Dear Mr. Goodspeed:

This message will serve as a more detailed follow-up to my message from
yesterday regarding the unauthorized use of my name in the promotion of
"On the Origin of Form, Evolution by Self-Organization" by Stuart Pivar. I
wish to review the chronology of events that has led to this point.
1. I first met Mr. Stuart Pivar on November 9, 2006, following the keynote
lecture I presented at a celebration marking the start of the new Origin
of Life Initiative at Harvard University. Astrophysicist Prof. Dimitar
Sasselov was my host, and he sat me next to Mr. Pivar at the dinner that
evening. Prof. Sasselov indicated that Mr. Pivar was a potential major
donor to the new Harvard program and asked me to be attentive to him and
his ideas. To be blunt, Mr. Pivar was extremely unpleasant at this
otherwise celebratory dinner. He monopolized my time for more than half an
hour during the dinner, alternately describing his theory and berating me
for my ignorance on certain aspects of developmental biology and evolution
(which are not my fields of expertise). He also insisted that I read his
materials (which he would soon thereafter send me) and endorse his new

2. During the following weeks and months I received multiple copies of his
writings by FedEx and repeated e-mail and phone call demands that I read
and endorse his ideas (more than 50 contacts by his estimate). Pivar's
contention has been that it is unethical for scientists to ignore new
ideas. I have copies of many of these e-mails if you wish to see them.

3. Reluctantly, and in an effort simply to halt the flood of unpleasant
messages, I prepared a rather lengthy, and I had hoped constructive, but
ultimately negative review of the Pivar 2006 publication "Biological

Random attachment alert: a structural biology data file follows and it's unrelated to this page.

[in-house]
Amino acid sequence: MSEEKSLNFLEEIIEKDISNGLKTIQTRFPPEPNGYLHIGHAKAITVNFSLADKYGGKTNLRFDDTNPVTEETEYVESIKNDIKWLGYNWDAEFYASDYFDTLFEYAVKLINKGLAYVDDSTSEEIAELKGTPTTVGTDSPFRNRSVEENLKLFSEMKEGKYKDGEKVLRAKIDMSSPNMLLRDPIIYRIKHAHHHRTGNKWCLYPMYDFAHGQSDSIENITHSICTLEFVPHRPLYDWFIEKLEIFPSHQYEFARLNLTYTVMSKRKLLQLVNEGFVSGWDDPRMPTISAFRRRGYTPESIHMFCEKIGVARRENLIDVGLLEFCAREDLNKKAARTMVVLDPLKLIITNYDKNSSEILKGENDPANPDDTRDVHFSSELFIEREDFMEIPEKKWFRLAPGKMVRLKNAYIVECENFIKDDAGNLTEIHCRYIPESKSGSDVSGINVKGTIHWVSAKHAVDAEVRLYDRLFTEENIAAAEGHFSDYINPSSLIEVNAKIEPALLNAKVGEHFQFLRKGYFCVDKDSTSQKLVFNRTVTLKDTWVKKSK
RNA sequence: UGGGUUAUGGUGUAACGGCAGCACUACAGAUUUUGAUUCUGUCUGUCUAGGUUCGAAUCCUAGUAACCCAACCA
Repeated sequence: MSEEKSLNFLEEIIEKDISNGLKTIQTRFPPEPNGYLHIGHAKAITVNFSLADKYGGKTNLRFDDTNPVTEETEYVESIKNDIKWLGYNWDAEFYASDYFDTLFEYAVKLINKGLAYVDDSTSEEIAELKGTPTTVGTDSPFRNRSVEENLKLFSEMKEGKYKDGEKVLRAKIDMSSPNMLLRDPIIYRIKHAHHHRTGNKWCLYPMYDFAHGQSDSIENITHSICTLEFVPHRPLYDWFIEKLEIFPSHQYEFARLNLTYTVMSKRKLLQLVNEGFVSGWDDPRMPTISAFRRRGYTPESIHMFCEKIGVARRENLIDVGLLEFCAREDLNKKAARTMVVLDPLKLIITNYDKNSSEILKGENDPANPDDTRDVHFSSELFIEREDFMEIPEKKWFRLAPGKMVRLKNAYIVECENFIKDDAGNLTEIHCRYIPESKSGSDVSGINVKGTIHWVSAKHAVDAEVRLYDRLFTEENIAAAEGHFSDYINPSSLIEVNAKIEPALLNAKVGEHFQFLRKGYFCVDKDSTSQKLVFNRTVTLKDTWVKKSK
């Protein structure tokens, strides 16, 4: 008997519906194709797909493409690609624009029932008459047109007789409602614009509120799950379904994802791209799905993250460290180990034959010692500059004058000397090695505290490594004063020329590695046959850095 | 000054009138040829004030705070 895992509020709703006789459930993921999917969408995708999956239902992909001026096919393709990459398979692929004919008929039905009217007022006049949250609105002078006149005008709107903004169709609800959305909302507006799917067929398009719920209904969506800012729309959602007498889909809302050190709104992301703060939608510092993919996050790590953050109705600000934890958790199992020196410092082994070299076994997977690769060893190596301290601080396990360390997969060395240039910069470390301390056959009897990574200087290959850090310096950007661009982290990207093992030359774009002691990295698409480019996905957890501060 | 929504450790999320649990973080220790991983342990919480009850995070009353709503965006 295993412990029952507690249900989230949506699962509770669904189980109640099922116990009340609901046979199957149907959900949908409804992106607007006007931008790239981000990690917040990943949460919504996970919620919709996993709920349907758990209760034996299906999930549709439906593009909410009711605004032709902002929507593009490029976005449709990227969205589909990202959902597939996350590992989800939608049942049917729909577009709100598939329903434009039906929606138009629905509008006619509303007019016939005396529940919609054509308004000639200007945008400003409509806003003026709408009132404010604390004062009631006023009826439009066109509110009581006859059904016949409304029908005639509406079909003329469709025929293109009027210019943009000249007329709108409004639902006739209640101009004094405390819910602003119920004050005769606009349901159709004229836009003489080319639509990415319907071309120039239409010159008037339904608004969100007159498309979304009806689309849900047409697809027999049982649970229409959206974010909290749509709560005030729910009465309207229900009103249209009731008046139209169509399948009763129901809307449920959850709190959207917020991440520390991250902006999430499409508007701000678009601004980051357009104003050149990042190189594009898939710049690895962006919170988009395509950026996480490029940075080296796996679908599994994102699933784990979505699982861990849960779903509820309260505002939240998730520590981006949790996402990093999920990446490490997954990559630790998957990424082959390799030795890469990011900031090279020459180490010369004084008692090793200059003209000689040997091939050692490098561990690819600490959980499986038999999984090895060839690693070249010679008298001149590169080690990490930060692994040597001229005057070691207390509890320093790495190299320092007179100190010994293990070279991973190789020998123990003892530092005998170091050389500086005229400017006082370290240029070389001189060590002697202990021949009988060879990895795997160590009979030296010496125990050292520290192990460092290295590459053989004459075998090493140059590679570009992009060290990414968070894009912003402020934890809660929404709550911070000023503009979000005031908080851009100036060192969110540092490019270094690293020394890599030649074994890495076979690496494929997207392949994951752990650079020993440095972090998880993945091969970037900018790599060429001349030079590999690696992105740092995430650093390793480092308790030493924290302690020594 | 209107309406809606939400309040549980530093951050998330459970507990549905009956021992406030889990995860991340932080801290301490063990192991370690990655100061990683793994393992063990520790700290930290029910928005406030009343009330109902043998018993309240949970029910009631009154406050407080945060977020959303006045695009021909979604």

Structuralism." I did try to emphasize what I thought were interesting
(though completely untested) ideas. My review, from January 1, 2007, is
attached in its entirety. This review was sent to Mr. Pivar as a personal
communication. I hope you will agree that this review, which took most of
my New Year's Day in 2007, is neither mean-spirited nor is it uninformed.
But it is in no way an endorsement of the Pivar hypothesis, and it raises
very serious questions about the scientific and social mechanisms by which
Stuart Pivar has been so aggressively pushing his ideas. Again, I did not
authorize publication of this review in any form, and I hoped that this
effort would end all interactions with him. My e-mail message to him on
January 1, 2007, included the following statement: "I think you have made
some interesting observations, but you do not have a complete story, and
your qualitative ideas certainly cannot yet hope to displace the existing
successful, predictive paradigms of natural selection, genetic
inheritance, and developmental biology."

4. To my shock and dismay, I learned in July 2007 that Mr. Pivar had
excerpted and published selected paragraphs from my long review to make it
appear that I somehow endorsed his hypothesis. Of the 5-pages of review
that are attached to this e-mail, only the four paragraphs under the
heading "strengths" were included. The excerpt appeared as the final page
in "The Geometric Origin of Living Form" by Pivar, which was published by
Dalton Press in 2007. I quickly wrote Mr. Pivar and insisted that he never
excerpt my review and that any use, for example any web posting, must
include the entire review. His response was that he did reprint "the
full-page science part" but "In the rest you claim ignorance of biology,
obviously diminishing the value of what you say." None of my extensive
criticisms of his hypothesis were included. In any case, I had hoped that
this matter was concluded.

5. Sadly, I now find that my January 1, 2007, personal correspondence
reviewing Stuart Pivar's work is still being excerpted on the web site
that you cite below, and that my correspondence now being used for
promotion of his publications. This repeated quoting of my personal
communication out of context is unethical and against my specific demands
dating back two years.

8 This July 19th e-mail (Complaint Exhibit 4) to Jon Goodspeed
complaining of Mr. Pivar's behavior also contained the following negative review of Mr.
Pivar's work:

If you wish to publish my professional and scholarly opinions of Stuart
Pivar's work then I offer the following text, which, if you choose to use
it, must be printed in its entirety without editing or alteration of any
kind. Furthermore, I reserve the right to publish this review in any other
venue, including print and web-based media:

Review of "On the Origin of Form: Evolution by Self-Organization" by
Stuart Pivar, Published by North Atlantic Books, Berkeley, CA (2009).
ISBN 978-1-55643-886-8
By Robert M. Hazen
Carnegie Institution of Washington
19 July 2009

Good science often begins with an original idea; however, new ideas by